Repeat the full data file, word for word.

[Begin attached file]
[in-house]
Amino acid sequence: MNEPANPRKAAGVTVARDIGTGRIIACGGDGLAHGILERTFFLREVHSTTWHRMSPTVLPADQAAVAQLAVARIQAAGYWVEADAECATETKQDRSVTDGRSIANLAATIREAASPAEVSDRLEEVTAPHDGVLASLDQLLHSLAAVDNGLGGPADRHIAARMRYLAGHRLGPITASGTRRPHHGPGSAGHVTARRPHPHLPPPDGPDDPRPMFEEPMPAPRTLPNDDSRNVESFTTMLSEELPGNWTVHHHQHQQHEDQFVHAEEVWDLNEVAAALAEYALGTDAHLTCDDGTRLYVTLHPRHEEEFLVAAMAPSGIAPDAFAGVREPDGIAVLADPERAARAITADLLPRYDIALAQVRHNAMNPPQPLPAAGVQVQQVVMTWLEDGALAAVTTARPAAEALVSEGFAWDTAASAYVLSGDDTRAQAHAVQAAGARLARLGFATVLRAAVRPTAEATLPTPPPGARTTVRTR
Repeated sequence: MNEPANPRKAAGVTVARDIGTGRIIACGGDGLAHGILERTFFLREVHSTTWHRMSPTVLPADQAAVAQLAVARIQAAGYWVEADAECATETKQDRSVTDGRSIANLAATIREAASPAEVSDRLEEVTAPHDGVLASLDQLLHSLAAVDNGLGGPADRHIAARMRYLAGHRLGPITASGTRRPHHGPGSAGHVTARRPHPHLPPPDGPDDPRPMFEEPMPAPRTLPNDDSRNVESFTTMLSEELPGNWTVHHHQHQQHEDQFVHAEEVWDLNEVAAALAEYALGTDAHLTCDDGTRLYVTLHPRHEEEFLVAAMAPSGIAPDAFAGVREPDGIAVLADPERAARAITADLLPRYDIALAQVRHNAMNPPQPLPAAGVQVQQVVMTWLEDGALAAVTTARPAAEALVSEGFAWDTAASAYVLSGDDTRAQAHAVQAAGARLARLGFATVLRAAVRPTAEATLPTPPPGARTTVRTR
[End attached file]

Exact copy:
[in-house]
Amino acid sequence: MNEPANPRKAAGVTVARDIGTGRIIACGGDGLAHGILERTFFLREVHSTTWHRMSPTVLPADQAAVAQLAVARIQAAGYWVEADAECATETKQDRSVTDGRSIANLAATIREAASPAEVSDRLEEVTAPHDGVLASLDQLLHSLAAVDNGLGGPADRHIAARMRYLAGHRLGPITASGTRRPHHGPGSAGHVTARRPHPHLPPPDGPDDPRPMFEEPMPAPRTLPNDDSRNVESFTTMLSEELPGNWTVHHHQHQQHEDQFVHAEEVWDLNEVAAALAEYALGTDAHLTCDDGTRLYVTLHPRHEEEFLVAAMAPSGIAPDAFAGVREPDGIAVLADPERAARAITADLLPRYDIALAQVRHNAMNPPQPLPAAGVQVQQVVMTWLEDGALAAVTTARPAAEALVSEGFAWDTAASAYVLSGDDTRAQAHAVQAAGARLARLGFATVLRAAVRPTAEATLPTPPPGARTTVRTR
Repeated sequence: MNEPANPRKAAGVTVARDIGTGRIIACGGDGLAHGILERTFFLREVHSTTWHRMSPTVLPADQAAVAQLAVARIQAAGYWVEADAECATETKQDRSVTDGRSIANLAATIREAASPAEVSDRLEEVTAPHDGVLASLDQLLHSLAAVDNGLGGPADRHIAARMRYLAGHRLGPITASGTRRPHHGPGSAGHVTARRPHPHLPPPDGPDDPRPMFEEPMPAPRTLPNDDSRNVESFTTMLSEELPGNWTVHHHQHQQHEDQFVHAEEVWDLNEVAAALAEYALGTDAHLTCDDGTRLYVTLHPRHEEEFLVAAMAPSGIAPDAFAGVREPDGIAVLADPERAARAITADLLPRYDIALAQVRHNAMNPPQPLPAAGVQVQQVVMTWLEDGALAAVTTARPAAEALVSEGFAWDTAASAYVLSGDDTRAQAHAVQAAGARLARLGFATVLRAAVRPTAEATLPTPPPGARTTVRTR